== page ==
I tried to use writing as an outlet, but I couldn’t find the passion.
I hadn’t realized it yet, but I was depressed. I was beginning to have suicidal thoughts that were growing more intrusive by the day. It was like deadly white noise going off in my head all of the time. Sleep hardly provided shelter from it.
Eventually, it culminated in me having a full scale breakdown one morning.
I was taking a shower, trying to convince myself that everything was okay, that I was perfectly fine, before being hit with a vision of me necking myself with my own belt. I screamed and hit the shower wall. It was all I could do right then and there.
This is what they call, “rock bottom.”
I finished up my shower and rushed straight to the health center. I needed help before things got even worse, and I was lucky that they were so accommodating. I talked with the on-site counselor, and we agreed that I needed professional and consistent help at home.
My mother picked me up, and not long after we arranged to meet with my therapist. I still see him and I plan on seeing him for the near future. He has become someone that I wholeheartedly trust and admire, and I’m glad that I met him.
I told a few of my closest friends about what had happened, and being the amazing people they are, they offered their sympathies, support and love.
My father and mother supported me and still support me to this very day. I love them dearly. My brother and sister don’t fully know what’s going on with me, but they have inklings about it. They’ll grow up and do great things. I’m sure of it.
Beyond all this support, was the rocks that I clung to at rock bottom. Aside from a weird newfound spirituality and faith, it was my love for music that helped me. One thing that kept me going was the fact that if I left this world too early, I wouldn’t be there to experience new music.
I remember when I first discovered Lift to Experience and their “Texas Jerusalem Crossroads” album, crying along to “These are the Days.” I remember eagerly waiting for “Ye” to drop, and after it did, I remember belting out the lyrics to “Ghost Town” one desolate drive home from work. I remember listening to the “Blade Runner” soundtrack, and feeling humbled as “Tears in Rain” played. Countless songs and albums got me through the day-in and day-out mental war in my head, and for the most part, I won. I still have my struggles, but they’re minor compared to how I felt that God-awful morning. I’m stronger now, and I’m ready to tackle this year as a sophomore and as a member of The Oracle staff.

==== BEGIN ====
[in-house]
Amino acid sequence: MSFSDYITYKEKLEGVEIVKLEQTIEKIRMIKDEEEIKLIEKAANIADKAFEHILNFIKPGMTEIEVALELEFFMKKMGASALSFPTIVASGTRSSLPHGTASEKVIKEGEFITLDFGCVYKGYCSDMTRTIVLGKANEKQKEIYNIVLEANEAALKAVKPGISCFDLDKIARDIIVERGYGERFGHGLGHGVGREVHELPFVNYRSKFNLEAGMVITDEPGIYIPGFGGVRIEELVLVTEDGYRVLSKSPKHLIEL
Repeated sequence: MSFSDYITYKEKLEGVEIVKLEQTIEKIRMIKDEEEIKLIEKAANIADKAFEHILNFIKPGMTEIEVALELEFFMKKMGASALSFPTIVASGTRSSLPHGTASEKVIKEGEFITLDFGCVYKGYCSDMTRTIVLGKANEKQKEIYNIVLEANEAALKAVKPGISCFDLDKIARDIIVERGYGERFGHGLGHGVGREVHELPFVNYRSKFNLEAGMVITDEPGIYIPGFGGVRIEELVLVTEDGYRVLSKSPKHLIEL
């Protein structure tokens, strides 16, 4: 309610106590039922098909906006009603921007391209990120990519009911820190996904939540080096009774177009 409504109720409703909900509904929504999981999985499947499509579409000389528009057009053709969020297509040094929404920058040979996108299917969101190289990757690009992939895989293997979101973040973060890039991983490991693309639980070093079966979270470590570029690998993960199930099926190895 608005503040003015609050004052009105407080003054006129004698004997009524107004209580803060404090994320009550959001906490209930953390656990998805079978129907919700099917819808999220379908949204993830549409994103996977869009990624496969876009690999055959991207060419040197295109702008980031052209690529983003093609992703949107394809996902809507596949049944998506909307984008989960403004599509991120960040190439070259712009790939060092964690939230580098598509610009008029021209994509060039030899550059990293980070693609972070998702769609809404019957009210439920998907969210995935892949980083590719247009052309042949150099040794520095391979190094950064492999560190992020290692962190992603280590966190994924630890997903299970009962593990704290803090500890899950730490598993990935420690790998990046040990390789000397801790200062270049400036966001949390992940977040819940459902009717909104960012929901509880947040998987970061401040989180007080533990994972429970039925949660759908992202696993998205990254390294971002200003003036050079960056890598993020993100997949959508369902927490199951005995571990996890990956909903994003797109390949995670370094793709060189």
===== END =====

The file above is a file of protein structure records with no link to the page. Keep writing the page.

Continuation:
And with all that, I have a few thank you’s to make.
Thank God for giving me strength. Thank God for Richard, Vinny and all my friends at home. Thank God for Halle and the friends I made here at New Paltz. Thank God for Charles. Thank God for my family; my siblings Jason and Kaitlyn, my parents Todd and Sharon. Thank God for the people that I couldn’t mention on this limited piece of paper.
It also goes without saying that I thank not just God, but I thank these all of these people for being themselves and just being there. If they weren’t, I don’t know what I would have done.
And, of course, thank God for music.